One of the more successful business models in the web world has been the freemium model, where you give away a basic version of the product to the masses, then charge power users for added functionality. The popular example of this is photo sharing service Flickr, where most users use the free version, but some (like me) pay a nominal annual subscription to have multiple photo albums and other bells and whistles.
Most examples of freemium have come in the b2c space, including products like Flickr, Trillian or Skype. There have been some freemium-like models around b2b content, but those have mostly been built on providing limited content for free (e.g. Hoover’s or the FT) or on a temporary basis, rather than providing full content for free, with functionality being the difference in the premium version.
I believe the freemium model can also thrive in the b2b space. This is especially the case in a difficult economy. In a market like the current one, the freemium model helps in two clear ways:
- Brand awareness and lead generation: in a tight economy, marketing dollars are scarce and the cost of introducing a new product can be daunting. If your offering is compelling, the freemium model provides an avenue for you to generate brand awareness through word-of-mouth and social media marketing.
- Shorter sales cycles: long sales cycles can be like a slow death for a company. In this market, budgets are being cut and it’s difficult to generate new spending. The freemium model allows you to cheaply get your product in the hands of potential customers, some of whom will desire the added functionality of the premium version.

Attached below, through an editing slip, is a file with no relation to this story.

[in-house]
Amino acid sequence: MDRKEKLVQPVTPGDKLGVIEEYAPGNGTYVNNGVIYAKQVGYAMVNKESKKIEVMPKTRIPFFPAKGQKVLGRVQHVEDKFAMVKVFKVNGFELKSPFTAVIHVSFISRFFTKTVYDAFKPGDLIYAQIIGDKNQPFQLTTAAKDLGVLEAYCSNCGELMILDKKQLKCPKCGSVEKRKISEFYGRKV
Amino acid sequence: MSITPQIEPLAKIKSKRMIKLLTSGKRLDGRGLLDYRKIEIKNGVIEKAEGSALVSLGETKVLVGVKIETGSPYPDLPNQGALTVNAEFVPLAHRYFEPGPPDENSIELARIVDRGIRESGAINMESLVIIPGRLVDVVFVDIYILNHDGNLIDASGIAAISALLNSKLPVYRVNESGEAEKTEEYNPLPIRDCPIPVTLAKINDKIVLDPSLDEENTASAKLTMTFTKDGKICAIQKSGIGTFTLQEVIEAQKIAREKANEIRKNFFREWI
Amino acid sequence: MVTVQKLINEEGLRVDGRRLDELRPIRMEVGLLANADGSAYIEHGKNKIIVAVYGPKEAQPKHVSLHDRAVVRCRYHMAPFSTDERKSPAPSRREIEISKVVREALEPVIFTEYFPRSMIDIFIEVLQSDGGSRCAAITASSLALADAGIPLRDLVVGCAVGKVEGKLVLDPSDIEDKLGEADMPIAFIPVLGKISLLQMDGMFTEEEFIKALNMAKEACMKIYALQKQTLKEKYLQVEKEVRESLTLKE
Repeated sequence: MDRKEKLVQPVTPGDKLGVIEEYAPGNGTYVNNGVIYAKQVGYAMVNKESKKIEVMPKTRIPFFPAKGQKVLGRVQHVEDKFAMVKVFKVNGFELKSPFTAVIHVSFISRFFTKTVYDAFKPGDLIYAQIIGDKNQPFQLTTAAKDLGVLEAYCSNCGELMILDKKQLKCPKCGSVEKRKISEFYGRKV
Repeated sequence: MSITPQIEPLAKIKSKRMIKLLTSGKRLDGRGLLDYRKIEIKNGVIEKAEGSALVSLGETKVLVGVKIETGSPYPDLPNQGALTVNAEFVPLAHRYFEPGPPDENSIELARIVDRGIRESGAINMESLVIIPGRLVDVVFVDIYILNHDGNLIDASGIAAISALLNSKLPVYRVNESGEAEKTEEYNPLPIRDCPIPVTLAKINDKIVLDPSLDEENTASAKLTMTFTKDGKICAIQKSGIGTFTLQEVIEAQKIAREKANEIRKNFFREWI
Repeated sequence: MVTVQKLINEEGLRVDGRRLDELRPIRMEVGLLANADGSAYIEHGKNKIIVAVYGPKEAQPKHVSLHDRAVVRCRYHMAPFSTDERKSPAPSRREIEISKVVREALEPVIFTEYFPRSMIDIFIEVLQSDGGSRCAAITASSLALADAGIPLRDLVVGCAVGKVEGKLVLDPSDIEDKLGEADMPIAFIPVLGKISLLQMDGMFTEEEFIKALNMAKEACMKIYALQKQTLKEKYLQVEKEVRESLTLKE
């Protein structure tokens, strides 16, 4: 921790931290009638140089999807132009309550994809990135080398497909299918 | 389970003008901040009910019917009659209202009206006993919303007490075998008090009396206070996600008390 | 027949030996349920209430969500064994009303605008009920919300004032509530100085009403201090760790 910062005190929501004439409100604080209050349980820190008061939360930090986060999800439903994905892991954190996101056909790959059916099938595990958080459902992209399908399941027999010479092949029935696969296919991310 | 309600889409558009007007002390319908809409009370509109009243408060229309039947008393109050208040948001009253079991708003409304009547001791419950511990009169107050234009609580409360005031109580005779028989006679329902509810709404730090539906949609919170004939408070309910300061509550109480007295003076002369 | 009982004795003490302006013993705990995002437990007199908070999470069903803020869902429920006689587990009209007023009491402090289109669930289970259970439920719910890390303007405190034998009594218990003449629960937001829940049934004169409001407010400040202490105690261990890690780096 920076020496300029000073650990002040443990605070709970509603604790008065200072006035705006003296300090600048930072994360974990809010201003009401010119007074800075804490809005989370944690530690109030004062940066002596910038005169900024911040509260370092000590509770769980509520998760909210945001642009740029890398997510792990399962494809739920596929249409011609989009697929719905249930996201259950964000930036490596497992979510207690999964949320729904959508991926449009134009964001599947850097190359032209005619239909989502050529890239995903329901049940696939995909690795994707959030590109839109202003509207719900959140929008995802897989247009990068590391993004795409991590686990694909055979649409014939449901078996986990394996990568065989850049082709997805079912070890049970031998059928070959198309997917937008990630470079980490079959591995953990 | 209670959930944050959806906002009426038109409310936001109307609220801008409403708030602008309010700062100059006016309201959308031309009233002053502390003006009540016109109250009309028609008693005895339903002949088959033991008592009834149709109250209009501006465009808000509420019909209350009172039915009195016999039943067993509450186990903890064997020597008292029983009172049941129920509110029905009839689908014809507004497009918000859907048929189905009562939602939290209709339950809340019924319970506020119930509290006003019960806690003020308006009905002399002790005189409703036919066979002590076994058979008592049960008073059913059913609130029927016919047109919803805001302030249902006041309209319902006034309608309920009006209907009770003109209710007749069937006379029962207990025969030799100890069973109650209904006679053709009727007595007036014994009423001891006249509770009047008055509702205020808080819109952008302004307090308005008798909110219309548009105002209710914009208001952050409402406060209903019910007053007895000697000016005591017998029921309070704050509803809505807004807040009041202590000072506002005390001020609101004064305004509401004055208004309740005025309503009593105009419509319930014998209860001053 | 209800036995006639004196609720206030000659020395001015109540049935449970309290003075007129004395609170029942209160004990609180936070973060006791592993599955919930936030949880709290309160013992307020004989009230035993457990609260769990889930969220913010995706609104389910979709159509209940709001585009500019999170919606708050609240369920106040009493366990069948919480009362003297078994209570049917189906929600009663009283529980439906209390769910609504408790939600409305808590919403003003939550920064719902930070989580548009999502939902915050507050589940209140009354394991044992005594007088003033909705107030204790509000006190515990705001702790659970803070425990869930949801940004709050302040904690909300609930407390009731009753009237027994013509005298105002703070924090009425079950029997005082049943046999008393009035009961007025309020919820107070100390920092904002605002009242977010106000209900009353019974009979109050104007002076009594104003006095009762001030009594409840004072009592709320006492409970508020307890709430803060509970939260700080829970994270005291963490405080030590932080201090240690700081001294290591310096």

A frequently raised concern is that in a down economy, users will “make do” with the free version and not upgrade to the premium version. While that’s a valid concern, if your premium version provides quantifiable benefits over the free version, there will be a portion of your audience who will pay for that. There will always be peripheral users who might have purchased the premium version were there not a free one, but chances are those are the users who see only modest value in the product. Whether they would have bought in the first place is questionable and if they did, it would have likely been a long sales cycle.
The freemium model doesn't make sense for every product or service. In order to succeed, the free part has to be comprehensive and compelling, so that users will become heavy users (can't simply provide teaser content). At the same time, the premium features have to be so compelling that for a portion of your user base will convert to the paid version.
This Wednesday, Alacra will put this model to the test, launching a new platform and application with both a freemium and premium version. Check back tomorrow for details.